My wife pointed out, after last weeks episode of TWD, that Rick has become Shane. Shane was all about how they needed to do whatever was necessary, that this would not all blow over in a few months, and that the world was going to be a completely different place with different rules and different morals.

And, now, it appears that in Season Five Rick has become what Shane was in Season Two.


fullshaneNow, you could argue that Rick has never killed innocents for the sake of the group, as Shane did when he shot Otis, but in this most recent episode of TWD we see Rick casually saying that if it becomes necessary they’ll just “take” their new sanctuary from its owners. And Rick has, in the past, been less-than-reluctant to let strangers meet a gory demise without helping (which, yes, is not the same as killing them).

But it appears that ol’ Shane may have been ahead of his time in regards to his outlook and attitude.

Article – Science finds the best place to hide from zombies

The “I told you so”s will be long and loud……

Farmhouses, fenced-in compounds, even the thick concrete of a penitentiary. Post-apocalyptic zombie fiction has taught us that these are good options for hiding out to protect your delicious brains from the undead, but eventually the zombies typically overrun the walls.

Fortunately, science has now provided a better long-term strategy for surviving the walking dead: Head for the hills. Specifically, you should probably get familiar now with the general location of Glacier National Park so that when it all goes down, you can start heading in that direction.

Walking Dead – Episode 511

Man, I know the apocalypse can be a rough neighborhood….what with crazy one-eyed bossmen, colonies of cannibals, and just the general this-doesn’t-look-good crowd of dangerous survivors….but, geez….Rick and Co. are now just as bad as any post-apocalyptic gang of scumbags? Rick coldcocks a guy, takes his gear, takes his food, and threatens to kill him…and all the guy did was, unfortunately, use some language that was somewhat similar to what the folks at Terminus said. “Community for all” and “Stronger with you than without you” and all that jazz.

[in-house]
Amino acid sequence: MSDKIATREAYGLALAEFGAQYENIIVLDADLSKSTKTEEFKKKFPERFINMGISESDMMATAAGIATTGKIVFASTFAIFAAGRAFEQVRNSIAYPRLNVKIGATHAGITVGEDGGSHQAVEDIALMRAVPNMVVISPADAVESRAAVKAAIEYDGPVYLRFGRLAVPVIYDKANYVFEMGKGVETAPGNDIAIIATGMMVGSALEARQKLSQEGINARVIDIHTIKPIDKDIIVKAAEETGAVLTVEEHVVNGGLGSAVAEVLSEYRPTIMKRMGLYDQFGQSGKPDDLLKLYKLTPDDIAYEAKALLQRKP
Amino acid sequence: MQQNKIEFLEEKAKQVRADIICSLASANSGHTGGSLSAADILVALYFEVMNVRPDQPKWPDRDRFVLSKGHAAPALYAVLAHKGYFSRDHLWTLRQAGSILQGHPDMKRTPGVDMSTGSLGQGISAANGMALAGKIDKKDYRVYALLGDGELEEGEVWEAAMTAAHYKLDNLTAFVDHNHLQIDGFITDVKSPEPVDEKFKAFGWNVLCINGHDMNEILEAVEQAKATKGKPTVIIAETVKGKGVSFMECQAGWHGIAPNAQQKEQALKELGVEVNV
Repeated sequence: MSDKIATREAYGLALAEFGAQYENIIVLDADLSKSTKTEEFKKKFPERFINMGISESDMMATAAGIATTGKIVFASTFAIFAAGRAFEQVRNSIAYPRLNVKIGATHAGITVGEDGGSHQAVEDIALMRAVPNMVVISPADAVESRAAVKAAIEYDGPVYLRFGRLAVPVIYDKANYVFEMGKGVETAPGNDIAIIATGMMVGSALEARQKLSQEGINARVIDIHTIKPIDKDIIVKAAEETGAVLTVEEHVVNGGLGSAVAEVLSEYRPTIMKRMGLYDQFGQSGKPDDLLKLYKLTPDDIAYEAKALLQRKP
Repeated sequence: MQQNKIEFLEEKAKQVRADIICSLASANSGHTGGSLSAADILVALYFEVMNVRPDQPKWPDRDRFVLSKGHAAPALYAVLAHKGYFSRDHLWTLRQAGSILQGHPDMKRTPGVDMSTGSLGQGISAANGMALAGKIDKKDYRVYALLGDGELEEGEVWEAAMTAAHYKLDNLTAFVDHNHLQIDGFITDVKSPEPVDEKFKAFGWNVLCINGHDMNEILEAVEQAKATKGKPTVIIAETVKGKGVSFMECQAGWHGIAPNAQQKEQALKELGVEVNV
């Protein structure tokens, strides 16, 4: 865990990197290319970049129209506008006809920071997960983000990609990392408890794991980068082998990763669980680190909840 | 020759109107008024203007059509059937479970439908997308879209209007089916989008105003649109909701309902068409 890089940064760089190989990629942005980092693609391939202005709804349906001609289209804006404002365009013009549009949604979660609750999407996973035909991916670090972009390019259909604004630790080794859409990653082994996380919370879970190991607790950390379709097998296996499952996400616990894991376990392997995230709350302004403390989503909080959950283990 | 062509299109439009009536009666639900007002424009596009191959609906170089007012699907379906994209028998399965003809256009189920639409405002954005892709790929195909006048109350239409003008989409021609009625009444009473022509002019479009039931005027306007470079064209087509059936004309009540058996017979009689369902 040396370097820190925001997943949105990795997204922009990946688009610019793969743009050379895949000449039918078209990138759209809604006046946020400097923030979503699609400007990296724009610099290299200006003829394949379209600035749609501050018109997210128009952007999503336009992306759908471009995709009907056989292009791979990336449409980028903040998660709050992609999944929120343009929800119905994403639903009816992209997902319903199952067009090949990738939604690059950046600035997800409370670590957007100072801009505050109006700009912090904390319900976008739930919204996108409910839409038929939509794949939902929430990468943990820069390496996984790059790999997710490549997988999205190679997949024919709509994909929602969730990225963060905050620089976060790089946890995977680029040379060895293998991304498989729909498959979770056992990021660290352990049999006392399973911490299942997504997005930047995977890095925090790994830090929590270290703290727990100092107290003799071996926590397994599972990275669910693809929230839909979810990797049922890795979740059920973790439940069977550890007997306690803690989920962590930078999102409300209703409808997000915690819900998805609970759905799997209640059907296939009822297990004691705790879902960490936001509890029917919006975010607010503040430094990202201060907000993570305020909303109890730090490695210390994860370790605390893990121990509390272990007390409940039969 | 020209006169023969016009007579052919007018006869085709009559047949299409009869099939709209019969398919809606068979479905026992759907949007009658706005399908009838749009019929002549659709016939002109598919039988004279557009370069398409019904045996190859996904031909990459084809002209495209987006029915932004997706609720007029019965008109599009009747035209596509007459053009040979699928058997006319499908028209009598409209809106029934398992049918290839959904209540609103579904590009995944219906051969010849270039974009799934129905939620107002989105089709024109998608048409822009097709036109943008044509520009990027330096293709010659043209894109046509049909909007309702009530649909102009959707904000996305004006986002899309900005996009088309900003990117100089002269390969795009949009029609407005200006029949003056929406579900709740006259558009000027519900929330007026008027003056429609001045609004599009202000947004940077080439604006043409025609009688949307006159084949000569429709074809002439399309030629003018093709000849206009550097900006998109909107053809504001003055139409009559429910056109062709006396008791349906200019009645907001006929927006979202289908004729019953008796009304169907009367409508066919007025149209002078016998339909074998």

On the bright side, this episode was at least a somewhat better episode than the last couple that seemed to focus on experimental direction and storytelling.

Clearly, the end of the world is going to be rife with trust issues. Especially 18 months after the world flushes itself and you’ve spent the last year and a half being hunted, hounded, hungry, hurt and hopeless. But still….that was pretty thuggish behavior. I suppose it’s to show how the character of Rick has changed over time, or something like that.

Slightly better tactics than usual with a 2-man rule being shown, and more finger-off-the-trigger discipline than I’ve seen in a while. Thus far, these first three episodes of the new season seem pretty lame. I think I could have skipped the last three episodes and felt like I haven’t missed anything.

Oh, and probably more than anything else, the blogosphere will be burning up with much teeth-gnashing over the showing of a pair of gay guys kissing. You can show heads being impaled, limbs being ripped off, and cars literally covered in blood, but two guys kissing…thats objectionable. I kinda like the idea of them introducing a couple gay characters…(Everyone forget that there’s already a gay character in the group? Tara.) ..makes things seem a little more real and certainly opens up some previously unexplored story lines. When the end of the world rolls around there’s gonna be all sortsa folks running around trying to survive…men, women, blacks, whites, religious, non-religious, etc, etc. Stands to reason that there’s gonna be some gay folks and couples out there as well. I’d worry less about ‘what’ folks are and more about whether they’re ‘good’ or ‘bad’.

All in all, probably the strongest episode of the season in terms of story and plot development. Now that the ‘Alexandria Safe Zone’ storyline from the comics has been picked up I look forward to seeing how it develops.